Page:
Improves iron balance

    So, given that lactoferrin binds iron, do we need to worry about it causing iron deficiency? The answer appears to be no. Lactoferrin basically just makes iron work better, and can actually improve iron absorption at the same time that it protects against iron excess.

    For example, a recent study in children found that lactoferrin is an effective treatment for anemia, thanks to its ability to help iron work better in the body. The authors specifically mention that it’s actually a safer treatment than supplemental iron, since extra iron has a much greater potential to cause negative side effects via iron overload.[20]


    Besides being anti-bacterial, lactoferrin has been shown to possess anti-viral properties as well – both by inhibiting viral replication and by blocking viral receptor sites in human cells (remember, viruses reproduce by essentially hijacking human cells).[21,22]

    Soul Performance Nutrition Nexus Peptide Complex

    Pair Nova Immune Renewal with Nexus Peptide Complex for a powerful recovery option!

    Viruses against which lactoferrin has documented anti-viral activity include, but are not limited to, cytomegalovirus, herpes simplex virus, human immunodeficiency virus, human hepatitis C and hepatitis B viruses, rotavirus, and adenovirus.[21,22] Lactoferrin inhibits each virus by a different mechanism of action, so a full discussion of how this takes place is beyond the scope of this article.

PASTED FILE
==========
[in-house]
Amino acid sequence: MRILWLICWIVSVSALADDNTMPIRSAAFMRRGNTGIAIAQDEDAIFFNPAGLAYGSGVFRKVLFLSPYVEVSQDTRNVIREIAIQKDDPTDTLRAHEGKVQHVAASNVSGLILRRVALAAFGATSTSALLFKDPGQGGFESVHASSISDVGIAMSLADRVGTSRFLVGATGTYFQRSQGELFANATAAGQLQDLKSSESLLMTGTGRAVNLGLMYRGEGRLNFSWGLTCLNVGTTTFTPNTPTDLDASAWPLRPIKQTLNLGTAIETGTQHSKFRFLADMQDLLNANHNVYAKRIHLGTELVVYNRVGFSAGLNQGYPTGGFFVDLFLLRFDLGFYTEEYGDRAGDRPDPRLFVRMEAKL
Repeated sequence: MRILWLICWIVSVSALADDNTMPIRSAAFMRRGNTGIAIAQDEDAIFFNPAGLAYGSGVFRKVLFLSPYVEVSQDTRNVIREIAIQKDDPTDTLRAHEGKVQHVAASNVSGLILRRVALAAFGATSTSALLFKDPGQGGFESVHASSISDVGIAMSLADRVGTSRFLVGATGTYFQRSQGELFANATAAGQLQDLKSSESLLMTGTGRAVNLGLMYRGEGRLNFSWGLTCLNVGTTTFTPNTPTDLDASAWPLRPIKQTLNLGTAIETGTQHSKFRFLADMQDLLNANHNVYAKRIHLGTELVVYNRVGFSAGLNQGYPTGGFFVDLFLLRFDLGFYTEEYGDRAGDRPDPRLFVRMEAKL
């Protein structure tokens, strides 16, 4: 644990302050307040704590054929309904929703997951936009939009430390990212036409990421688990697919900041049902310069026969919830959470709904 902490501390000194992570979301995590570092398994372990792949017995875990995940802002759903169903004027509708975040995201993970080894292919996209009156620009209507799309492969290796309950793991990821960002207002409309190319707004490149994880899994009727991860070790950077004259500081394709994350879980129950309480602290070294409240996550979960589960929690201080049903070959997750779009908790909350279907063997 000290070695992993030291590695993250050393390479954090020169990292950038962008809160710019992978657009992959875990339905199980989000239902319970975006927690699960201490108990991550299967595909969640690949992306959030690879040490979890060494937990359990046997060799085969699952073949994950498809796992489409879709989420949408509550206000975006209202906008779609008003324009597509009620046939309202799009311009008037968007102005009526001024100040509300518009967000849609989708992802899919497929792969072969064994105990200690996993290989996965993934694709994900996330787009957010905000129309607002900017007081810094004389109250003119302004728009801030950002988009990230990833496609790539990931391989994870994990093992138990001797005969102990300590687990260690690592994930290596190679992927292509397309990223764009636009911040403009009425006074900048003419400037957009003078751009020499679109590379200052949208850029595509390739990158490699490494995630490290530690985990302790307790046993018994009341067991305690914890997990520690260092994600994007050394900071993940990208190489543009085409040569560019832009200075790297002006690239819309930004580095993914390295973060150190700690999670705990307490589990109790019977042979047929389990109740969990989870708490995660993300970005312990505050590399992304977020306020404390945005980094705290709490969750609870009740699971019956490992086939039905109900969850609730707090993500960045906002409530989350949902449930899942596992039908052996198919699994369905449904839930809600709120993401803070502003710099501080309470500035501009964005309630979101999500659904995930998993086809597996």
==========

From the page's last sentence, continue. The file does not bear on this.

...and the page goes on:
Notably, lactoferrin also seems to have immunological activity against COVID-19, and its anti-inflammatory properties have been shown to help control the dreaded cytokine storm associated with severe cases.[23]

Conclusion: A simple yet novel immunity supplement

Hippocrates famously said that all disease begins in the gut. After reading the literature on colostrum, it’s easy to see what he meant. There’s a near-perfect synergy between colostrum’s ability to improve the integrity of the gut barrier, enhance immune response, inhibit microbial replication, and also tamp down on inflammation.

Soul Performance Nutrition Nova Immune Renewal – Deals and Price Drop Alerts

Get Price Alerts

No spam, no scams.

Disclosure: PricePlow relies on pricing from stores with which we have a business relationship. We work hard to keep pricing current, but you may find a better offer.

Posts are sponsored in part by the retailers and/or brands listed on this page.

About the Author: PricePlow Staff

PricePlow Staff

PricePlow is a team of supplement industry veterans that include medical students, competitive strength athletes, and scientific researchers who all became involved with dieting and supplements out of personal need.